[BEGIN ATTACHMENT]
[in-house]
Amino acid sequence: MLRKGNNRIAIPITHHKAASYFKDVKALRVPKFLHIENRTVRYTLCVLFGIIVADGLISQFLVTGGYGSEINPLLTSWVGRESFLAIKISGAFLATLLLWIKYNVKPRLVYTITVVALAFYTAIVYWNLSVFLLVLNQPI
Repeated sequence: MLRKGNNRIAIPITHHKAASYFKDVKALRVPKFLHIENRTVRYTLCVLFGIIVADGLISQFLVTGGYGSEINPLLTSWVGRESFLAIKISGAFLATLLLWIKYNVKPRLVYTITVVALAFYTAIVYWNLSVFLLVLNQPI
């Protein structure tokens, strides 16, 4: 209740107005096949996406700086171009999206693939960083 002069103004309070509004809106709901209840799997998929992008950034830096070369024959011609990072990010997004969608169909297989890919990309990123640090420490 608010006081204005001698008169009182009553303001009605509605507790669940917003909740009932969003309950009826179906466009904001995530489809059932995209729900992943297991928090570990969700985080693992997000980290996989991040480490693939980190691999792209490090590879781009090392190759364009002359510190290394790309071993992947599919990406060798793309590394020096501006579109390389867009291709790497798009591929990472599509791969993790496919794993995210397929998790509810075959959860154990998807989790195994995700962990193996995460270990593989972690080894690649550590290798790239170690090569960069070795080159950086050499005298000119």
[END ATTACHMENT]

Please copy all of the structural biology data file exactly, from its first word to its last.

[in-house]
Amino acid sequence: MLRKGNNRIAIPITHHKAASYFKDVKALRVPKFLHIENRTVRYTLCVLFGIIVADGLISQFLVTGGYGSEINPLLTSWVGRESFLAIKISGAFLATLLLWIKYNVKPRLVYTITVVALAFYTAIVYWNLSVFLLVLNQPI
Repeated sequence: MLRKGNNRIAIPITHHKAASYFKDVKALRVPKFLHIENRTVRYTLCVLFGIIVADGLISQFLVTGGYGSEINPLLTSWVGRESFLAIKISGAFLATLLLWIKYNVKPRLVYTITVVALAFYTAIVYWNLSVFLLVLNQPI
């Protein structure tokens, strides 16, 4: 209740107005096949996406700086171009999206693939960083 002069103004309070509004809106709901209840799997998929992008950034830096070369024959011609990072990010997004969608169909297989890919990309990123640090420490 608010006081204005001698008169009182009553303001009605509605507790669940917003909740009932969003309950009826179906466009904001995530489809059932995209729900992943297991928090570990969700985080693992997000980290996989991040480490693939980190691999792209490090590879781009090392190759364009002359510190290394790309071993992947599919990406060798793309590394020096501006579109390389867009291709790497798009591929990472599509791969993790496919794993995210397929998790509810075959959860154990998807989790195994995700962990193996995460270990593989972690080894690649550590290798790239170690090569960069070795080159950086050499005298000119």